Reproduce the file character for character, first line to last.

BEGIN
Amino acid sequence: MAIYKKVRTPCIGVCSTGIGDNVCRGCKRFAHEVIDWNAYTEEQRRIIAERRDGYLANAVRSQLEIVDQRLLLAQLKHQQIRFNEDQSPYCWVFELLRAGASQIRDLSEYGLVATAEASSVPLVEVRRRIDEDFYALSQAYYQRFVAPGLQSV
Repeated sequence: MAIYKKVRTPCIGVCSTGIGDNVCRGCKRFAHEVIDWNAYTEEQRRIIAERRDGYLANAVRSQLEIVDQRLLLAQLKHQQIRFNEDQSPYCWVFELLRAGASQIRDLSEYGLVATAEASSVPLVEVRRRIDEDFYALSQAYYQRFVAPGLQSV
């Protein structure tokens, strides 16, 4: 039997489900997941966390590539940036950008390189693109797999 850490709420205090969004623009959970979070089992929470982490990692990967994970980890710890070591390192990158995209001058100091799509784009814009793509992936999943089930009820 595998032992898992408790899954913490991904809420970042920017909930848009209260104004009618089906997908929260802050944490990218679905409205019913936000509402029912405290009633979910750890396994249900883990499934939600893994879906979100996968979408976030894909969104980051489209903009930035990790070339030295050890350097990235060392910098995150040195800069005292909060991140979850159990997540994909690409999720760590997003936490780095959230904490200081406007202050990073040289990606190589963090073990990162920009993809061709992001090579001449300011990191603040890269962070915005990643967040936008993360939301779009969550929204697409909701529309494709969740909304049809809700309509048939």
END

Amino acid sequence: MAIYKKVRTPCIGVCSTGIGDNVCRGCKRFAHEVIDWNAYTEEQRRIIAERRDGYLANAVRSQLEIVDQRLLLAQLKHQQIRFNEDQSPYCWVFELLRAGASQIRDLSEYGLVATAEASSVPLVEVRRRIDEDFYALSQAYYQRFVAPGLQSV
Repeated sequence: MAIYKKVRTPCIGVCSTGIGDNVCRGCKRFAHEVIDWNAYTEEQRRIIAERRDGYLANAVRSQLEIVDQRLLLAQLKHQQIRFNEDQSPYCWVFELLRAGASQIRDLSEYGLVATAEASSVPLVEVRRRIDEDFYALSQAYYQRFVAPGLQSV
């Protein structure tokens, strides 16, 4: 039997489900997941966390590539940036950008390189693109797999 850490709420205090969004623009959970979070089992929470982490990692990967994970980890710890070591390192990158995209001058100091799509784009814009793509992936999943089930009820 595998032992898992408790899954913490991904809420970042920017909930848009209260104004009618089906997908929260802050944490990218679905409205019913936000509402029912405290009633979910750890396994249900883990499934939600893994879906979100996968979408976030894909969104980051489209903009930035990790070339030295050890350097990235060392910098995150040195800069005292909060991140979850159990997540994909690409999720760590997003936490780095959230904490200081406007202050990073040289990606190589963090073990990162920009993809061709992001090579001449300011990191603040890269962070915005990643967040936008993360939301779009969550929204697409909701529309494709969740909304049809809700309509048939």